Saturday, December 22, 2012

Field Guide Rejects: Arctic Troodont

My new book A Field Guide to Mesozoic Birds and Other Winged Dinosaurs is now available! The book can be purchased via Amazon or CreateSpaceA PDF version is available via Lulu (for those of you reading this via RSS, click through to the Web article for handy links on the right side of the post!).

Happy winter! Here's one more entry in my series of Field Guide illustrations too speculative to include in the book. It's now pretty widely known that remains attributed to the Campanian age genus Troodon have been found in the Maastrichtian age Prince Creek Formation of northern Alaska, which would have been above the arctic circle at the time. These animals have been featured in some recent TV documentaries such as March of the Dinosaurs. Though the remains are fragmentary and mostly undescribed, the fact that they are later in age than Troodon formosus, and in some cases twice the size of comparable T. formosus remains, it's a near certainty in my and others' opinions that these represent a new species if not genus of troodontid.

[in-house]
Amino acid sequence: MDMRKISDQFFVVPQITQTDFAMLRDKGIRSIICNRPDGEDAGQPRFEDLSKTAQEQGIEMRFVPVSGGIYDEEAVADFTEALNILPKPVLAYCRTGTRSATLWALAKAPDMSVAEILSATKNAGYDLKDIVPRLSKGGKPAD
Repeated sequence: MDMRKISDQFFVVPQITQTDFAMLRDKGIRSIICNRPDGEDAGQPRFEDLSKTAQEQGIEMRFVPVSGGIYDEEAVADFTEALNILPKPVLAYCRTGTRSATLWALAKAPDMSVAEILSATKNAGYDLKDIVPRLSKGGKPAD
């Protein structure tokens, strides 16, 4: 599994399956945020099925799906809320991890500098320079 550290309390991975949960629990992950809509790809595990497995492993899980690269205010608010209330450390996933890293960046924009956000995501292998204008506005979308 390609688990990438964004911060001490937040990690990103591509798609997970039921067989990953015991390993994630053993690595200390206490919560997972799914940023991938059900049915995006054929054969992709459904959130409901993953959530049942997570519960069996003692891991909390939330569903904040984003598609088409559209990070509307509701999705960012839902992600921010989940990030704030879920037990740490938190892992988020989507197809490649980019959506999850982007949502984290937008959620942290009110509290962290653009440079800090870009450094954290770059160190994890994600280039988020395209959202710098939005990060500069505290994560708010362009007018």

Restoration of hypothetical winter & summer plumage in the
unnamed Prince Creek troodontid species, by Matt Martyniuk.
A staple of field guides to modern birds is to illustrate seasonal differences in plumage, which are widespread in cold climates. Of course, we don't currently have any information on plumage variation in Mesozoic birds, but the fact that this is one of the few Mesozoic species that may have regularly encountered snow made it too hard to resist adding this additional layer of speculation.

Monday, December 17, 2012

Field Guide Rejects: Zapsalis

My new book A Field Guide to Mesozoic Birds and Other Winged Dinosaurs is now available! The book can be purchased via Amazon or CreateSpace. A PDF version is available via Lulu (for those of you reading this via RSS, click through to the Web article for handy links on the right side of the post!).

The problem with writing and illustrating a book covering hundreds of feathered dinosaur species is that it's easy to get on a roll, then get lazy. Specifically, there were one or two instances during the making of the book where I got cocky and finished the bulk of an illustration off the top of my head, only checking it against research later. In all of these instances, I ended up having to modify or flat-out cut the illustration while writing the explanatory text. So much for the info sitting at the top of my head!